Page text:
While I do envy the converts I know who have wonderful, warm stories of a sponsoring Rabbi who really took them under their wing and closely guided their learning, I don’t think that’s the majority experience of converts.  I think most of us have to put in our own work and I think most congregational Rabbis already have so much to do in a day it’s a wonder they sleep at all.  There is also something to be said for doing that kind of work yourself.  While I may not have as close a relationship with one Rabbi, I have been gifted with a lot of different teachers each with their own perspective and gifts.  I’ve also come across so much extra knowledge that I might have missed out on if I hadn’t had to go searching myself.  I learned to not be quite so shy about asking questions and networking to find tutors, rather than feeling lost if I didn’t have a good guide.  I was able to learn about the halakhic times for prayer from a very punctual Yekke Rabbi (Yekkes are Jews originally from Germany and as a gross generalization, they’re usually on time and strict about measuring things), Jewish Spirituality from a Lubavitch BT, teshuva from a Yeshivish Rabbi, and a lot of other subjects from the perspectives of Jewish teachers and Rabbis who loved their subjects.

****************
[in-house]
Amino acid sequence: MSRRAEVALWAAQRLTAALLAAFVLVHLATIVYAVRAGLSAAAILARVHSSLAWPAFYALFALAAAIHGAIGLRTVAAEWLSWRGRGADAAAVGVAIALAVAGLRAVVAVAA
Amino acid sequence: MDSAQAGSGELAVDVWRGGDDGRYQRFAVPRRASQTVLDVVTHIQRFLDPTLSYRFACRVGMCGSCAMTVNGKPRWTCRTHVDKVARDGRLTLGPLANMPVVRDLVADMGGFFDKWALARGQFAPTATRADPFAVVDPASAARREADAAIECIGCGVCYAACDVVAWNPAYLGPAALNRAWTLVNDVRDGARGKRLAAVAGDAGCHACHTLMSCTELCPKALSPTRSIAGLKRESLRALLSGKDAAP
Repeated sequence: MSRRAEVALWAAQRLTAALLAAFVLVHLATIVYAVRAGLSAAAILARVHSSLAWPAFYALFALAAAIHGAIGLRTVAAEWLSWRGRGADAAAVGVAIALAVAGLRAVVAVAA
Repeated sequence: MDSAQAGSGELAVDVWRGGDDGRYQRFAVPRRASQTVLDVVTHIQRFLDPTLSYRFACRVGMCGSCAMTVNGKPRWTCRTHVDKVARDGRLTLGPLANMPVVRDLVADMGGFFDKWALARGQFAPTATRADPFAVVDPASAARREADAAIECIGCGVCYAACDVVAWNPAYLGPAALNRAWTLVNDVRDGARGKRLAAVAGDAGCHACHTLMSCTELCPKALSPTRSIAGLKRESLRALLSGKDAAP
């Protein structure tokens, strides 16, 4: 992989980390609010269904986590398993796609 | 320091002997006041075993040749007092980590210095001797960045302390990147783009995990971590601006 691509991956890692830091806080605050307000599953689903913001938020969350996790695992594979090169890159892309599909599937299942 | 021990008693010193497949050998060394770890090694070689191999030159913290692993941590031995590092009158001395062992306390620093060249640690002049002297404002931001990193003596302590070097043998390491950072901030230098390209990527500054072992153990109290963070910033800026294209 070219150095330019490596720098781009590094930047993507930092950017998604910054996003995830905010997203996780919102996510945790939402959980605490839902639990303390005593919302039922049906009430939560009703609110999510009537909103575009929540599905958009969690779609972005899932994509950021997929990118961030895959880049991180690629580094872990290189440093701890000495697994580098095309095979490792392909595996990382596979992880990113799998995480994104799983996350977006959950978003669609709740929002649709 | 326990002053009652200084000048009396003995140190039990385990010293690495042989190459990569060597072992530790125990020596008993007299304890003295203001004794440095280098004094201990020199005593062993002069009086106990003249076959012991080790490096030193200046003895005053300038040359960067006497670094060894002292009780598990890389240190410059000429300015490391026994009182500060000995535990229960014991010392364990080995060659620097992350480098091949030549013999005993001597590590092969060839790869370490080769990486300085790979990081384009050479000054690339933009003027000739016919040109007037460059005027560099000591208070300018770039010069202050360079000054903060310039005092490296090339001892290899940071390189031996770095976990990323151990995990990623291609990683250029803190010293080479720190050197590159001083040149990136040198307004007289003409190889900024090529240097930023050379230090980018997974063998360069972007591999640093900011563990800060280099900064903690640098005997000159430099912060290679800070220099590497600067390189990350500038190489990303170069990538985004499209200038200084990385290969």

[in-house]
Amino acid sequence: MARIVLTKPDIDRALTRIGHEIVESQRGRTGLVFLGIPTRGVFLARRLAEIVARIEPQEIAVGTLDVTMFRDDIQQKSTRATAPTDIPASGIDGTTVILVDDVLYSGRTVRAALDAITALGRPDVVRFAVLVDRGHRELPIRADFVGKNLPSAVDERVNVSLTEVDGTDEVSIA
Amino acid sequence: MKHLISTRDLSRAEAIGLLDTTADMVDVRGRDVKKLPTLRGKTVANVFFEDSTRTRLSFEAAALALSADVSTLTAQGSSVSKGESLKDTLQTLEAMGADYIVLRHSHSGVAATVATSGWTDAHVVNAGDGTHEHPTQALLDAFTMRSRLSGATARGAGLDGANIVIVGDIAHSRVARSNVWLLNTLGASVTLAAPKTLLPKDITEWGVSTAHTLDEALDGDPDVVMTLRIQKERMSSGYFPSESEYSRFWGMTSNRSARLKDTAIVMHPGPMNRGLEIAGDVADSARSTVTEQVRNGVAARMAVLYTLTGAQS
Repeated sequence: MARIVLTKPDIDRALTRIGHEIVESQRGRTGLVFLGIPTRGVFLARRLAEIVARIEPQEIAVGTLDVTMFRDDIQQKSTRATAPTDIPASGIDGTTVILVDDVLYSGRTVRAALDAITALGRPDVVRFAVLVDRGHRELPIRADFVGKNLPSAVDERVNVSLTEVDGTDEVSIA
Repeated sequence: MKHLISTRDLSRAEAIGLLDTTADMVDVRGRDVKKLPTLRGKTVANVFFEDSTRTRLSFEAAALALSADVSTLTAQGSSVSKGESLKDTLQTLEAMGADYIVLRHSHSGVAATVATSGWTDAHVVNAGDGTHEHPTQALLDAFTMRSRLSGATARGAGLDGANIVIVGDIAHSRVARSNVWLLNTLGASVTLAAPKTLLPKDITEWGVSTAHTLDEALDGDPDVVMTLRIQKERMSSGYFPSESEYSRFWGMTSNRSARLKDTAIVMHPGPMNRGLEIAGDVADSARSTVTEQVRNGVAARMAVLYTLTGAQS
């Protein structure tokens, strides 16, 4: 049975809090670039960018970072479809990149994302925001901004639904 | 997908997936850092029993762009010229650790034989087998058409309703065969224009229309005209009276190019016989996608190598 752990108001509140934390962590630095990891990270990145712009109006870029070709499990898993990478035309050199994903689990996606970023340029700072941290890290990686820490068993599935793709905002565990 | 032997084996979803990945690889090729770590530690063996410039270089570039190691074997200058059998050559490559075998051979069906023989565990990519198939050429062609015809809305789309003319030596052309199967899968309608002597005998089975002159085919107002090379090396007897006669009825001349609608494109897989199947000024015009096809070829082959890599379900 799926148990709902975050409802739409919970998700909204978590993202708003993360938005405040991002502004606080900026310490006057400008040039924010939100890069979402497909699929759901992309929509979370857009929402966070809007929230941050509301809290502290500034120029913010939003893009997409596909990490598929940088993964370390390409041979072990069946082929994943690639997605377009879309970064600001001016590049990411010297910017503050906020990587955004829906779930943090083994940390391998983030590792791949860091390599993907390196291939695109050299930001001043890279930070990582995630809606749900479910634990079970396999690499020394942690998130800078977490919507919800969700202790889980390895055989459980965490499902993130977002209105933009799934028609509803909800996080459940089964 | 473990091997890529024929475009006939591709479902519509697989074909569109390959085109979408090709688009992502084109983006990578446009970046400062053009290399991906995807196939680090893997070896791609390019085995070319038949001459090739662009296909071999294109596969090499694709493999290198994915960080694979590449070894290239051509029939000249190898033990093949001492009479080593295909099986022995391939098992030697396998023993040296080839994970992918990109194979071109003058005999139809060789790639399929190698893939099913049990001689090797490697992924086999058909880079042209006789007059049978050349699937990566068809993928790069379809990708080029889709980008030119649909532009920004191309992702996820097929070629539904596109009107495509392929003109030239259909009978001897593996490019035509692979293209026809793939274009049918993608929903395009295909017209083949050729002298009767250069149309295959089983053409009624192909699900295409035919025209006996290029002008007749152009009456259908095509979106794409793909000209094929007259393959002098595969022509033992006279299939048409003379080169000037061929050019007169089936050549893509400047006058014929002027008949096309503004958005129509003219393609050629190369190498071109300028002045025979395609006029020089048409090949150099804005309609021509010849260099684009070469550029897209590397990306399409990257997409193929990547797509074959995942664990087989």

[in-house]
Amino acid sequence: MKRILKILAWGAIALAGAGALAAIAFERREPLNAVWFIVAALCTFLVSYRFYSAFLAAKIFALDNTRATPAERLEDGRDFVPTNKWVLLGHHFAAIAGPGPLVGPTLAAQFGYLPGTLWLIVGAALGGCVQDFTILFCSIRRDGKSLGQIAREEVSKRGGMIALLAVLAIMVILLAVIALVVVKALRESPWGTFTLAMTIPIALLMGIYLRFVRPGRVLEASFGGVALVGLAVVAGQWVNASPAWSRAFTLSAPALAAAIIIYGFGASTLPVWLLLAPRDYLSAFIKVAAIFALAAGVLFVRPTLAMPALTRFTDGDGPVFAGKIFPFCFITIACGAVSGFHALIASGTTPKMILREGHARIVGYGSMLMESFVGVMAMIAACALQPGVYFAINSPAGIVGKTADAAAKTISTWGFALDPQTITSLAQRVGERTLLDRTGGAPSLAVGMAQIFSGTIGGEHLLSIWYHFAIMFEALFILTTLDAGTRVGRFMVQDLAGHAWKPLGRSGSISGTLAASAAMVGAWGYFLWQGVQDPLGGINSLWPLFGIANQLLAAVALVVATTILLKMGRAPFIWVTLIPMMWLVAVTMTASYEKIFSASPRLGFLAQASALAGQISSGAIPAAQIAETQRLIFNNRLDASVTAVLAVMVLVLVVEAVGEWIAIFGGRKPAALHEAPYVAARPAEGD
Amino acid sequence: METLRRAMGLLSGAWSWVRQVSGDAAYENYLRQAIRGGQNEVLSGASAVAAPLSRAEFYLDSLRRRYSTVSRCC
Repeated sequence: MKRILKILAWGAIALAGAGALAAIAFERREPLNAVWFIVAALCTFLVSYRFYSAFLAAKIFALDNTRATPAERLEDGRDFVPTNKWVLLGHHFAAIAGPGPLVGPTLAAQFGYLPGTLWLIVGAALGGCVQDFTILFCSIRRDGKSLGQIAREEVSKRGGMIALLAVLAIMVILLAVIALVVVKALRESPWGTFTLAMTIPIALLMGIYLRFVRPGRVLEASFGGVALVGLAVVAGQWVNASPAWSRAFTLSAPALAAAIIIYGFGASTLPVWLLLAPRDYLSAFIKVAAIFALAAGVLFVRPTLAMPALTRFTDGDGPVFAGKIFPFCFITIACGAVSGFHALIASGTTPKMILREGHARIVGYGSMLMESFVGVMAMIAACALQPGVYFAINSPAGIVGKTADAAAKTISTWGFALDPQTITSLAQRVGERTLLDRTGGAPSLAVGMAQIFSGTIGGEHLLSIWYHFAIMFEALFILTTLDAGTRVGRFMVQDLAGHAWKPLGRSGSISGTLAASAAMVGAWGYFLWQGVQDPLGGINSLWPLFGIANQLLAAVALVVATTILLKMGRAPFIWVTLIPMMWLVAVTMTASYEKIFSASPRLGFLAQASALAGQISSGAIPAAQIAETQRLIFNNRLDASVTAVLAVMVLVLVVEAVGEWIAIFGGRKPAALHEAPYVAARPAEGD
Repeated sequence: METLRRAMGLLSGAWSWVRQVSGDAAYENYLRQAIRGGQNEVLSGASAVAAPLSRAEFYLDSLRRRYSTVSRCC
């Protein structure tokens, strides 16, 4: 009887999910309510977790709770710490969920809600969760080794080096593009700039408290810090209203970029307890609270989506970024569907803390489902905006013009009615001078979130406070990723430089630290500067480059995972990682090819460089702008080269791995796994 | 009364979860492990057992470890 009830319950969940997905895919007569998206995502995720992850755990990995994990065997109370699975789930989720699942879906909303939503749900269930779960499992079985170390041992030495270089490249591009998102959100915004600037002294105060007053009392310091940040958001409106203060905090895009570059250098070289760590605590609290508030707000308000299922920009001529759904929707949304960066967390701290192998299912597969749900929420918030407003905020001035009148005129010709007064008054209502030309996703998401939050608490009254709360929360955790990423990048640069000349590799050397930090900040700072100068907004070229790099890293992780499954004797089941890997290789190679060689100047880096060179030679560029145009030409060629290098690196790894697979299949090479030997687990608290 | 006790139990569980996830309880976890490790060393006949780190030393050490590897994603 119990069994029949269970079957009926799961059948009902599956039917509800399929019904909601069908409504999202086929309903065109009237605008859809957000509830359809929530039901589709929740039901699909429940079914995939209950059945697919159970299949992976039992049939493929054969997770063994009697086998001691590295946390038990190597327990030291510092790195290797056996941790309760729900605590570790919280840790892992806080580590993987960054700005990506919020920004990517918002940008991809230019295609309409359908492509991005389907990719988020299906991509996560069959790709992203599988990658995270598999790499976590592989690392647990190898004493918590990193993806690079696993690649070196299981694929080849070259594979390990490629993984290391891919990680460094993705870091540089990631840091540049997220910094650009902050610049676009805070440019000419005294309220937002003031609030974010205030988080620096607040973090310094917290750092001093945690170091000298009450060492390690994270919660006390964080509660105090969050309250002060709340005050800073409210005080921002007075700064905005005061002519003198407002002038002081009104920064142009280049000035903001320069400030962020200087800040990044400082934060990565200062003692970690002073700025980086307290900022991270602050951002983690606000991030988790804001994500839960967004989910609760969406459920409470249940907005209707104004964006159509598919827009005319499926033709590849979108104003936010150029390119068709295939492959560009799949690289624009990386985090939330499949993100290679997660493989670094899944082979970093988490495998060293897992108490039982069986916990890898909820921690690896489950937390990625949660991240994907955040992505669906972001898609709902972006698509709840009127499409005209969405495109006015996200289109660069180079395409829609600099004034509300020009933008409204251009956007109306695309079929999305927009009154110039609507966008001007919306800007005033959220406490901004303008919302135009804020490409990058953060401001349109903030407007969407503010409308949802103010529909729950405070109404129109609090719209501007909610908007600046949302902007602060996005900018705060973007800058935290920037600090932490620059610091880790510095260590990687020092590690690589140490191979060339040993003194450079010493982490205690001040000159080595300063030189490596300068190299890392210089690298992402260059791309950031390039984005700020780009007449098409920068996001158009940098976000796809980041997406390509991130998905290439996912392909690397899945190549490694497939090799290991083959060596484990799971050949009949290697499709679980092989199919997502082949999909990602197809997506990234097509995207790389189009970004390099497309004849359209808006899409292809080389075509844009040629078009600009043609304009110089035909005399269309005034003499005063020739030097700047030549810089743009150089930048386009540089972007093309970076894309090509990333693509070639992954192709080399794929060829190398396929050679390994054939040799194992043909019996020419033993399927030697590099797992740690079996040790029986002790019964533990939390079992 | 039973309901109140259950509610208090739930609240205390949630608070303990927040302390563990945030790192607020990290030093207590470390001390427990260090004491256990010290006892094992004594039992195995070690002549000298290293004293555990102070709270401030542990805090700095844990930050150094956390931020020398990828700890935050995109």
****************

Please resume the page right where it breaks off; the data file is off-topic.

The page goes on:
While it is important to attend local classes, I found that doing my own study was just as important, to help add to what I was learning as well as show the Rabbis working with me my commitment to learning.  An Orthodox Jewish life is one of lifelong learning and it’s definitely one area of Orthodox life that is open to conversion candidates even before the mikvah.

There is a tendency in a lot of communities to assume that you have everything you need unless you start asking for it and showing that you are serious.  Many smaller communities have people at various stages of observance and often other people won’t want to make someone uncomfortable by offering them resources they might not want yet.  Passing a book on kosher to someone who is happy with where they are, kashrus-wise, might be seen as rude or judgmental.  I’ve found this is true not only when it comes to learning, but also when it comes to things like local kosher food resources, places to stay for Shabbos, and any number of things.  If I ask questions and show that I’m already putting in the work myself to find what I need, then often offers of help come.

It all starts with paddling our own canoes, even if we’re a little awkward with it and our canoe is leaky.  Then, I find, Hashem does bring what we need to keep on going.